Endurance is often the primary focus by runners when programming exercises, since it is key to lasting longer on the road when running a marathon.
However, experts agree that strength conditioning is also key to complementing a full range of physical activities to maximize your running abilities that in fact could make cover even farther distances and make you endure running longer.
Let experienced runner and writer Duncan Larkin walk you through a tried and tested strength-enabling routine.
Article “Box jumps are an excellent plyometric exercise for building explosive muscular strength in the hamstrings, glutes and quads—strength that comes in handy during the final miles of a long run or at the end of a race, and also for helping you ward off injury.
Strength Training for Runners: Box Jumps
If you’ve never done a box jump before, start with a 6-inch platform (which can be done on a box, stairs or a park bench) and slowly progress to 12, 18 and eventually 24 inches—but no higher. “The injury risk increases with higher boxes,” cautions Jim Wharton, co-author of the Wharton Health Series. Attempt 6–8 reps per set, and 3 sets every time you progress in height. Read full article
How can someone benefit from jumping up and down a box? You might ask, as jumping up and down can be a no-brainer.
But wait a minute, in order to get the most benefits out of box jump exercises you really need to know the grainier details like the height of the box, the approach prior and post launch and more.
Doing it wrong will definitely get you nowhere, but doing it correctly will leave you in awe about the benefits that you can get out of it.
In his article, fitness author and coach Carl Valle details the dos and don’ts of box jumps.
Box Jumps: What are the Benefits?
The primary reason we do jumping exercises is to exploit the stretch-shortening cycle of the legs to improve the use of elastic energy. The rationale for using box jumps in directly improving this quality is questionable because the very nature of plyometric exercise is creating an overload that box jumps do not accomplish very effectively. Remember that box jumps are just vertical jumps with a landing on a box, something that reduces the impact of the body’s displacement. Vertical jumps with just body weight are low-level exercises in terms of strain on the body, so the return, like the forces they are redirecting, are low in return with power development. Read full article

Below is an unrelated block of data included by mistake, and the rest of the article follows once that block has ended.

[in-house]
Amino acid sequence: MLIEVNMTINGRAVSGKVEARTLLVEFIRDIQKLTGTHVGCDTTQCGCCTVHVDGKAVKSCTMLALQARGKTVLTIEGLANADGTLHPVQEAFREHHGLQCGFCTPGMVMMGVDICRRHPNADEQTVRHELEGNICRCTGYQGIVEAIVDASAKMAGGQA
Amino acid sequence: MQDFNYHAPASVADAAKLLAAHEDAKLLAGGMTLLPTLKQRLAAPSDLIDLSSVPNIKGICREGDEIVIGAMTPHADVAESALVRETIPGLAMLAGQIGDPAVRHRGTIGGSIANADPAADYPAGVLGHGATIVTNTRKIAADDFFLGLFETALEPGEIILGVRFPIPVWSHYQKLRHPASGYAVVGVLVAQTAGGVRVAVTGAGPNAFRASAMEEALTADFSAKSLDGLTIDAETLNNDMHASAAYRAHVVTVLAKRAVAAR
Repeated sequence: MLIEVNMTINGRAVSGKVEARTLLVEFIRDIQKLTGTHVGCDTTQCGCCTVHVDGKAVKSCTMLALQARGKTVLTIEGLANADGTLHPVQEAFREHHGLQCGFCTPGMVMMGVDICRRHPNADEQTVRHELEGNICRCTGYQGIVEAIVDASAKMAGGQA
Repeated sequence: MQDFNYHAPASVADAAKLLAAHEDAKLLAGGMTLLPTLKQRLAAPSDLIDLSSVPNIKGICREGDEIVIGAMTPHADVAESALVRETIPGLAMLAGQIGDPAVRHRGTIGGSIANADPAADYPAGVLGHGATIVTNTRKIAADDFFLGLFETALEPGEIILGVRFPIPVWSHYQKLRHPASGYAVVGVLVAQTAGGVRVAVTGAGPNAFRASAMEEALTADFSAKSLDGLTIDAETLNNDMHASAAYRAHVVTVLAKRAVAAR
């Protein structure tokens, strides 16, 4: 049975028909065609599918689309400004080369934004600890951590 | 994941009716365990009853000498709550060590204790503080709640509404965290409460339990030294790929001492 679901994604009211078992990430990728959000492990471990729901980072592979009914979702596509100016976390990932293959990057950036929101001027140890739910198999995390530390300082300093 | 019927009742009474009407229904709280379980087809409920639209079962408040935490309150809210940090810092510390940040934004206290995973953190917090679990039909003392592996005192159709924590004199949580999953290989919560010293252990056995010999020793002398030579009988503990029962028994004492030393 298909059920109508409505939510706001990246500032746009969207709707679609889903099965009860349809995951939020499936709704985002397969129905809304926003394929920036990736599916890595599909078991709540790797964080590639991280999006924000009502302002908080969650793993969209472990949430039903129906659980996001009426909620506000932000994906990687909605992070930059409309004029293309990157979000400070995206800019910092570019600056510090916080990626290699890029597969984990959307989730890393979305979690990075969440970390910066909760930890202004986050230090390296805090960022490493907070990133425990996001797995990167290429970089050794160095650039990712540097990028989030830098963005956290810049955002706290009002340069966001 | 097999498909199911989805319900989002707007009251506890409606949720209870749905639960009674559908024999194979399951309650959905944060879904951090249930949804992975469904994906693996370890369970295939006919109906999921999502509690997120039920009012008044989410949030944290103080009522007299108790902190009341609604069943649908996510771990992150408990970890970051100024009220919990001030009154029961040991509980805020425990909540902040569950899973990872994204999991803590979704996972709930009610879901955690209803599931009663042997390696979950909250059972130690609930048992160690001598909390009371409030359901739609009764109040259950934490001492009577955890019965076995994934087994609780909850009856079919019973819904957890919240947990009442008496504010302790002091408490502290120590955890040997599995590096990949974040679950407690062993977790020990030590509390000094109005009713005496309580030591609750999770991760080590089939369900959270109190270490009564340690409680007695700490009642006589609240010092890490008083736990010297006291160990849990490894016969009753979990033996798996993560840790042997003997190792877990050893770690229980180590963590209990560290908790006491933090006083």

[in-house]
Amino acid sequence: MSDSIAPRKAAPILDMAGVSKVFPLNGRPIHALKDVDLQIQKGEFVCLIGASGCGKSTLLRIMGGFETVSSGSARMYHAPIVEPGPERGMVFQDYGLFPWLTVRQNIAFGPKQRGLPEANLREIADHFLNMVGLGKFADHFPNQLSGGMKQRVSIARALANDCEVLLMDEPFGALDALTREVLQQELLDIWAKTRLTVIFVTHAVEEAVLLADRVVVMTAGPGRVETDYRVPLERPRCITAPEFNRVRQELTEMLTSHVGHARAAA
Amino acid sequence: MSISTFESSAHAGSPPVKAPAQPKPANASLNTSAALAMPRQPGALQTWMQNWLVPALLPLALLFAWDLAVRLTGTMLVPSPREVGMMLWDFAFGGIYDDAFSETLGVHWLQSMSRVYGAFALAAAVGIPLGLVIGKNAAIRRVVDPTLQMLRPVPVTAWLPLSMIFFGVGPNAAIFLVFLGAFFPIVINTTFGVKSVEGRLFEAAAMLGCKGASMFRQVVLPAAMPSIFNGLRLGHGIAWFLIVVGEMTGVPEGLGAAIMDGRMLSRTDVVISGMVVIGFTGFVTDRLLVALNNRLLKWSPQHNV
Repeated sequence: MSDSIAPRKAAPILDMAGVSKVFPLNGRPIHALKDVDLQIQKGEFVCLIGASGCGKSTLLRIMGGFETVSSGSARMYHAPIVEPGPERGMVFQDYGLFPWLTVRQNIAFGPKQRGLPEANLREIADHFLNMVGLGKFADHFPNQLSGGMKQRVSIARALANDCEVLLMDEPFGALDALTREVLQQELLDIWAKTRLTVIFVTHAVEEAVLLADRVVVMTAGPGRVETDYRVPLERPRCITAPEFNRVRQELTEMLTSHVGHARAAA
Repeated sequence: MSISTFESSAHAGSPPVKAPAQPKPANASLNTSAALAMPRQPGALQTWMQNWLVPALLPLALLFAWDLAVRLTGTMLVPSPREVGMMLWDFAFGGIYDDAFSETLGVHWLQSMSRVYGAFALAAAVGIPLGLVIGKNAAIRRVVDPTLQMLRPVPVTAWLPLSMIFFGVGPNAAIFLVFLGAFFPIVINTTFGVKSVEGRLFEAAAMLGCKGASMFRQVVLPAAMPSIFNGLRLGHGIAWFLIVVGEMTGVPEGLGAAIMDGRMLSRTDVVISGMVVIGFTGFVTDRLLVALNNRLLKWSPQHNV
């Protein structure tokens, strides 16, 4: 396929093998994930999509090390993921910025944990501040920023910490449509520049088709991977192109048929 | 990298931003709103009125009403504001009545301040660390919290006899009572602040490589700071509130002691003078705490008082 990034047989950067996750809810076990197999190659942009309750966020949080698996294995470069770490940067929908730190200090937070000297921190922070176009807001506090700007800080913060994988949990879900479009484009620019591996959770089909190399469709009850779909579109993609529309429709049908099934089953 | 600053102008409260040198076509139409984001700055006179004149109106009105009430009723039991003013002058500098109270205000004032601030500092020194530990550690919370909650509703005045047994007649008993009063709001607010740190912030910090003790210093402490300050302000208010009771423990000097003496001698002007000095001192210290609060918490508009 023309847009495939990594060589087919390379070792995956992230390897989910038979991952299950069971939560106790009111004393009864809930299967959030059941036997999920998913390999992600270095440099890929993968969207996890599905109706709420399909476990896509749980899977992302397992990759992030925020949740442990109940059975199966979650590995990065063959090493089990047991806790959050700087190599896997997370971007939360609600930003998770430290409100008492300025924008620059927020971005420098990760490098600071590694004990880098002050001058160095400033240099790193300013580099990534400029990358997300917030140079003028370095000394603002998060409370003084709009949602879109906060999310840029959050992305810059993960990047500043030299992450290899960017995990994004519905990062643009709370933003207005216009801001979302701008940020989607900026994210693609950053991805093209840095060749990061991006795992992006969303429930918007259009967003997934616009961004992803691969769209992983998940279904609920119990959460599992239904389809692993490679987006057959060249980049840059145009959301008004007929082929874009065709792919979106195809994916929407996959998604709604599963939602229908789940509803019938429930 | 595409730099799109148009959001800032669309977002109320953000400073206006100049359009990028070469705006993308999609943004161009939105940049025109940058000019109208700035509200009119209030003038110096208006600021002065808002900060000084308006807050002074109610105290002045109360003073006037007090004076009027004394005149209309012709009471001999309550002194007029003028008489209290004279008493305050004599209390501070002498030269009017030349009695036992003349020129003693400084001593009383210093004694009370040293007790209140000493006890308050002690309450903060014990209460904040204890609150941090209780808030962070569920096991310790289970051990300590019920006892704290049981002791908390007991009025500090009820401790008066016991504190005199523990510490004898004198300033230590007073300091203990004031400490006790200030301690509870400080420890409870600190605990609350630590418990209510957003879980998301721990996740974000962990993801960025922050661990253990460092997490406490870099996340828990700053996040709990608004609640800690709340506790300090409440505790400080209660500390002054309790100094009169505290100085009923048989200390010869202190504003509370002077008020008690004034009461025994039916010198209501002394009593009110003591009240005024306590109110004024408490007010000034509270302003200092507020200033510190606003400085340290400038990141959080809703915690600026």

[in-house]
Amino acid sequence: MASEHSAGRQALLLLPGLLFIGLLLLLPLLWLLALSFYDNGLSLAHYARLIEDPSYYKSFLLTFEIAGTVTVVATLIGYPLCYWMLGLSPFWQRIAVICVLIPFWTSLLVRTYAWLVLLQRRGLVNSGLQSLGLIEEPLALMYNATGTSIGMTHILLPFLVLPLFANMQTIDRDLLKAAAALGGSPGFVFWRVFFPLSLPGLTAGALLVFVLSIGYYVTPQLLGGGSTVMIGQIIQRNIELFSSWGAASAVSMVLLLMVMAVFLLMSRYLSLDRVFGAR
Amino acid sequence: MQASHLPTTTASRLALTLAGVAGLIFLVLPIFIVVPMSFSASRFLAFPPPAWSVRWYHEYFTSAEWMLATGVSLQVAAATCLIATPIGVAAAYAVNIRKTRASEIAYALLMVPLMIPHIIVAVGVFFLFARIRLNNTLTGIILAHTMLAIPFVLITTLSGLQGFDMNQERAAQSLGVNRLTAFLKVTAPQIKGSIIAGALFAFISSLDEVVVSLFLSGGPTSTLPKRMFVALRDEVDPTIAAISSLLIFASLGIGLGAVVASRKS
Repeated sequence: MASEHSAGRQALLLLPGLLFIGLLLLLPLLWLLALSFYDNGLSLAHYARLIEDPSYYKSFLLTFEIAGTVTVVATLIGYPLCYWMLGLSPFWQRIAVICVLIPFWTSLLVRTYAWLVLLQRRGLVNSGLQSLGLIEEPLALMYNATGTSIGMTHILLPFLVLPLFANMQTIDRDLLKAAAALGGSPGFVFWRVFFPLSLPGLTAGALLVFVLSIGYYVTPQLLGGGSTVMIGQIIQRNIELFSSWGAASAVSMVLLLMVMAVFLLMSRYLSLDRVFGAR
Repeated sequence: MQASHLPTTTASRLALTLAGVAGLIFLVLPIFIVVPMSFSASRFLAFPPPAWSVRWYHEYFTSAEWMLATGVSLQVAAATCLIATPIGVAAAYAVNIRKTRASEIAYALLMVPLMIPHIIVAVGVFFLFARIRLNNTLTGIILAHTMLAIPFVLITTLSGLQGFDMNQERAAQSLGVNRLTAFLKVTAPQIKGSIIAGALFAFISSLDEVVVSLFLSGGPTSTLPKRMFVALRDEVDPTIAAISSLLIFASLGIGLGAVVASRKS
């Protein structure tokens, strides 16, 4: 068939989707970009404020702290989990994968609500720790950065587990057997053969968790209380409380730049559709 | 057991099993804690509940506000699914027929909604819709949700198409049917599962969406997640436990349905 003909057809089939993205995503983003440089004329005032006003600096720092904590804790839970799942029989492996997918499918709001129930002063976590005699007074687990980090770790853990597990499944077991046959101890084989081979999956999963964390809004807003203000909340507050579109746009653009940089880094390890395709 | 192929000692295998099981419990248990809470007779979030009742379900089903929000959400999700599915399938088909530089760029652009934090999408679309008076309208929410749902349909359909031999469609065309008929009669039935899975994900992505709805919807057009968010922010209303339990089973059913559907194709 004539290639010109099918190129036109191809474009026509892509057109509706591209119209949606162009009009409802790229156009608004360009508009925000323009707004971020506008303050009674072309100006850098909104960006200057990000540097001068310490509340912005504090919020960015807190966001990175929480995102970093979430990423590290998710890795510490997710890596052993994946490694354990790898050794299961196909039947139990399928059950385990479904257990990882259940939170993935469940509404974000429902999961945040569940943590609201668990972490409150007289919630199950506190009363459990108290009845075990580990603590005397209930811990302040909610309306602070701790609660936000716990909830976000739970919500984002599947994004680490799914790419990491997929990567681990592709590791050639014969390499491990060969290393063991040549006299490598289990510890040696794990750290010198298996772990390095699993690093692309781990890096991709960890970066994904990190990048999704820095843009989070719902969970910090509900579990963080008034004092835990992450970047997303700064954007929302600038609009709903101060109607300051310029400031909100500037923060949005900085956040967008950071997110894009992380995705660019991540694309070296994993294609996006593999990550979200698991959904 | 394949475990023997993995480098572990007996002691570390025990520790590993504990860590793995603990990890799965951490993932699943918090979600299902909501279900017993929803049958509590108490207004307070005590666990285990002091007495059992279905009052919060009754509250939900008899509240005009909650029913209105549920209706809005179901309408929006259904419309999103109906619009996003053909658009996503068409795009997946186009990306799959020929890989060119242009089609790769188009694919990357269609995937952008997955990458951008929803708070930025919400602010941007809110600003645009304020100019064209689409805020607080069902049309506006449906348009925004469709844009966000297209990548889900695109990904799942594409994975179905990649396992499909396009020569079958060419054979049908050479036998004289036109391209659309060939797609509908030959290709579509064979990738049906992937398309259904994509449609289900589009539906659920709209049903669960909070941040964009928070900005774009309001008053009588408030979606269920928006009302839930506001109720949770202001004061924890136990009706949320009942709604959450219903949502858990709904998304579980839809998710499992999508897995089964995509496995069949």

So now you know the benefits of box jumps. Now, probably the next best thing is how in the world can you make box jumping more interesting?
Who can ever be bad at jumping, you might be surprised to find out that there are a lot. In fact, one of them used to be fitness expert and author Krista Stryker, the brains behind the 12 Minute Athlete as she shares why you should love doing it and how it can be fun.
Seven Reasons You Should Fall in Love With Box Jumps
As a basketball player in high school, I may have been pretty decent on the defensive side of things, but for some reason, jumping just was never my strong point. I was so pitiful, in fact, that my dad would ask me if my feet ever actually left the floor when I jumped (my husband has made the same joke years later).
Yep, I was that bad at jumping.
To be perfectly fair, I never actually practiced jumping as a teenager. Sure, I ran lines, and shot lay ups, and didn’t have a half bad three point shot, but jumping? I never even did a jumping jack, let alone a squat jump or a tuck jump. Read on and see the video
As the term implies, there’s no rocket science involved in understanding box jumps, but it surely does give you a good and total body workout.
Make the most out of box jumps and maximize the full potential of those workouts by supplementing on MusclePharm Amino 1, a full-spectrum nutritional performance recovery formula that helps rebuild muscle, increase endurance and promote faster muscle recovery.